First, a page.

There are numerous advantages in the system of the instant invention. The apparatus of the instant invention allows the web wet with resin to be irradiated from either side by the electron beam without need for the wet web to touch a roll prior to being cured. The apparatus of the invention allows adjusting and viewing of the web as it moves through the apparatus prior to activation of the electron beam. Further the instant apparatus allows easy servicing of the electron beam gun without lengthy shut-down times. The instant apparatus also allows cleaning of abrasive materials from the apparatus with convenience and speed. The area around the apparatus during operation is below 25 millirems per hour so as to be safe without the need for radiation badging of employees in the area. The device of the instant invention also allows the versatility to cure material from either the face or backside and to form coated abrasives by two passes (make and size) of continuous lengthy web materials with the necessity of only utilizing one electron beam chamber even if the subsequent passes must be with irradiation from opposite sides of the web. A further advantage of the instant system is that the device while it is easily accessed for maintenance, set-up and cleaning, the use of inerting gas is relatively low as there is a small gas box in the irradiation zone which is the only area inerted. Inerting is necessary as oxygen interferes with the electron beam crosslinking of resins. The operation and advantages of the apparatus of the invention will become more apparent from the following description of its operation.
FIG. 1 illustrates the set-up of the apparatus system 10 of the invention illustrating the alternative pathways for the alternative uses of the apparatus. The apparatus 10 is composed of an unwinder 22, printer 12, coater 14, electrostatic grain applicator 16 and electron beam chamber 20. Also illustrated is the high voltage power supply 21 and winder roll 18. The unwinder 22 holds supply roll 23 into which may be placed the blank cloth to be treated with a backing coat, face coat or the resin treated cloth which will be treated with a make coat prior to putting grain on the cloth or a roll of abrasive which has grain on it but which is placed into the unwinder 22 for treatment with a size coat over the grain. The printer 12 utilizes a roll 26 to print the necessary descriptive material on the back of the cloth or paper backing. Such information as the grit size, recommended use of the coated abrasive and trademarks are printed on the backing. The print roll 26 runs against impression roll 27. Element 24 is a beta gauge device for measuring the weight of the web leaving roll 23. The coating device 14 is known in the art as is the printer 12. The coating device 14 may utilize a doctor-blade coater 32 to push a resin onto the web 13 or may use a transfer rubber roll 36 in sump 37 to apply resin to the web being passed through the apparatus. Rolls 34 and 36 are utilized to carefully control the web during coating. Beta gauge measuring device 40 measures the weight of the coating to insure the ability to control for accurate coating. Coating thicknesses of about 20 mils may be applied in coated abrasive formation. Pressure supply 43 adjusts the coating roll pressure on the web during coating to control resin weight.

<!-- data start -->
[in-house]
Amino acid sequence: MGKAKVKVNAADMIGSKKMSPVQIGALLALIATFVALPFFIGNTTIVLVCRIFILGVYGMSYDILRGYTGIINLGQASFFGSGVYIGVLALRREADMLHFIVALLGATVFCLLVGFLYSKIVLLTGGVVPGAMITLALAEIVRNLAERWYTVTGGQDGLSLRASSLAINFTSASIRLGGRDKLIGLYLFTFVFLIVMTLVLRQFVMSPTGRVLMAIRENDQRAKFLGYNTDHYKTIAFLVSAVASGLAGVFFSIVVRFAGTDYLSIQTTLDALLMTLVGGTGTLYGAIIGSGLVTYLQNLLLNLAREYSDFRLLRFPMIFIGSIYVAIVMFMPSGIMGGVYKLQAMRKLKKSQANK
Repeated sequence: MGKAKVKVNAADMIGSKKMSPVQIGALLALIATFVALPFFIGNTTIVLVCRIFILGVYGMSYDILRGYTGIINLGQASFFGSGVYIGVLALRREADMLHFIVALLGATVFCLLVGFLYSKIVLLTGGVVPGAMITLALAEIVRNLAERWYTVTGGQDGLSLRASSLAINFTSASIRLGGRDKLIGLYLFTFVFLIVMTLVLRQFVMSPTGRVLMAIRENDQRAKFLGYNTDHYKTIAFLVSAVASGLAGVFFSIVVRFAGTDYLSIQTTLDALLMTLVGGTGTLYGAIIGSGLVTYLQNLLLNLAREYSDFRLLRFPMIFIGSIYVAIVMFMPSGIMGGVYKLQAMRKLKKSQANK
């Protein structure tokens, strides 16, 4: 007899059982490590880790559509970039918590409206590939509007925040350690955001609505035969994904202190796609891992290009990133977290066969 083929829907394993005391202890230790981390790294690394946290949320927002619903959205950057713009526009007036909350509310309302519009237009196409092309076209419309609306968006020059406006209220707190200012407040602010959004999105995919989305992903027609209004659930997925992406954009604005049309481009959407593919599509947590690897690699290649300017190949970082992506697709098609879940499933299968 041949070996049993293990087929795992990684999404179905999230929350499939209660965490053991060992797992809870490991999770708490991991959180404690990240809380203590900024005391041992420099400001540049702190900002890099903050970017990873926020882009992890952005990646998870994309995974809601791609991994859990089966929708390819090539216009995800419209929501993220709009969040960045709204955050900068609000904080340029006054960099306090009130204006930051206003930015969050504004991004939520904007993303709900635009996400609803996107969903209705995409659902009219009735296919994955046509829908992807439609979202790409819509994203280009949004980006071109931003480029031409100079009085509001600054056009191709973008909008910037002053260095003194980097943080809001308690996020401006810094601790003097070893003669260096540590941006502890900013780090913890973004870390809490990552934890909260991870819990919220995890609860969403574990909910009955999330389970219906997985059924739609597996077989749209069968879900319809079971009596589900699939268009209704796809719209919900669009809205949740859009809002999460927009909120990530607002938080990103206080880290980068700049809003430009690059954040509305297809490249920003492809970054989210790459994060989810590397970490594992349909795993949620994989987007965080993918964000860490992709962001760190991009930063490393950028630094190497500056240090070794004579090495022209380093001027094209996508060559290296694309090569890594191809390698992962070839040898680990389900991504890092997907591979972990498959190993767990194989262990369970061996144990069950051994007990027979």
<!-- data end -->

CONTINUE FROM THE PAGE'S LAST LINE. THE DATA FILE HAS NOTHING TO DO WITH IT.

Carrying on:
After leaving the coater 14 the web if it is to be coated with abrasive grain passes to the electrostatic coater generally indicated as 16. The electrostatic coater, known in the art, comprises a system whereby abrasive grain is applied to a vibrating lower plate 42. A vibrating belt and grid could be used rather than a plate. The web 13 passes against grounded plate 44 leaving a gap between the web 13 held against plate 44 and the lower electrostatically charged plate 42. The abrasive grains are attracted by the electrostatic charge and embed themselves in the wet resin on the web 13. By this method the points of the grains are oriented upward away from the web surface for best cutting. A source of abrasive grain 46 is applied to lower plate 42 by the vibratory feeder 48. The rate of application is controlled by means not shown to provide a continuous moving layer of particles on vibratory feeder plate 42. Other electrostatic feeder arrangements may be utilized if desired.
The web 13 enters the equipment vault 20 at 52 and if radiated by the electron beam from the wet face side exits at 54 or if subjected to the electron beam from the backside exits at 56. The tracking within the equipment vault 20 will be described in more detail below. After exiting the equipment chamber where the curing by electron beam takes place the cured treated web 13 is wound onto the winder device generally indicated as 18. The winder roll 64 driven by means 62 not shown in detail gathers and rolls the treated web 13 onto a roll which may be moved by overhead hoist 66. The roll if it is to be further treated is then moved down to the location of the supply roll 22 or a finished product may be stored or moved to final shipping or cutting. The stair and railing 68 provides access to the upper portion of the radiation equipment vault and to the winder roll. Guard 70 counter-balanced by weight 72 provides shielding for the exit 56. Access door 74 provides entry for people into the radiation equipment vault for maintenance and threading of the web through the conveyor rollers and the inerting chamber. The beta gauge 65 allows measuring the weight of the total weight of make coat. The equipment vault walls are generally of 3-inch thick steel with lead lining in critical areas as will be set forth in more detail below.